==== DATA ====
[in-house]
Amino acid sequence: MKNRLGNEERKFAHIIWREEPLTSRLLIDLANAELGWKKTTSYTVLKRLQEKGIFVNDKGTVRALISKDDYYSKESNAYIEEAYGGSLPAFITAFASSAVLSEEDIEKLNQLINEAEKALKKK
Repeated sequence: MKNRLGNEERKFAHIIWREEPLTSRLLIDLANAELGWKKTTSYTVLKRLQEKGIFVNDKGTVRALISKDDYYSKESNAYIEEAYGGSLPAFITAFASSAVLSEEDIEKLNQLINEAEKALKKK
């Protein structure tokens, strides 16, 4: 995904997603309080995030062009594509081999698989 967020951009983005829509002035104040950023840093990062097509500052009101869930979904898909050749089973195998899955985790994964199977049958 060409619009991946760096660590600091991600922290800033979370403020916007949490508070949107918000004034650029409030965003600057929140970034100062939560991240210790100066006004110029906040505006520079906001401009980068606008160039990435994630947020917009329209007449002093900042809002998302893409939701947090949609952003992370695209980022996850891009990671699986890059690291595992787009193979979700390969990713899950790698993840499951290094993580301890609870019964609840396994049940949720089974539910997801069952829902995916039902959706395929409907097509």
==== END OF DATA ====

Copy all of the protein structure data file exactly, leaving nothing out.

[in-house]
Amino acid sequence: MKNRLGNEERKFAHIIWREEPLTSRLLIDLANAELGWKKTTSYTVLKRLQEKGIFVNDKGTVRALISKDDYYSKESNAYIEEAYGGSLPAFITAFASSAVLSEEDIEKLNQLINEAEKALKKK
Repeated sequence: MKNRLGNEERKFAHIIWREEPLTSRLLIDLANAELGWKKTTSYTVLKRLQEKGIFVNDKGTVRALISKDDYYSKESNAYIEEAYGGSLPAFITAFASSAVLSEEDIEKLNQLINEAEKALKKK
């Protein structure tokens, strides 16, 4: 995904997603309080995030062009594509081999698989 967020951009983005829509002035104040950023840093990062097509500052009101869930979904898909050749089973195998899955985790994964199977049958 060409619009991946760096660590600091991600922290800033979370403020916007949490508070949107918000004034650029409030965003600057929140970034100062939560991240210790100066006004110029906040505006520079906001401009980068606008160039990435994630947020917009329209007449002093900042809002998302893409939701947090949609952003992370695209980022996850891009990671699986890059690291595992787009193979979700390969990713899950790698993840499951290094993580301890609870019964609840396994049940949720089974539910997801069952829902995916039902959706395929409907097509």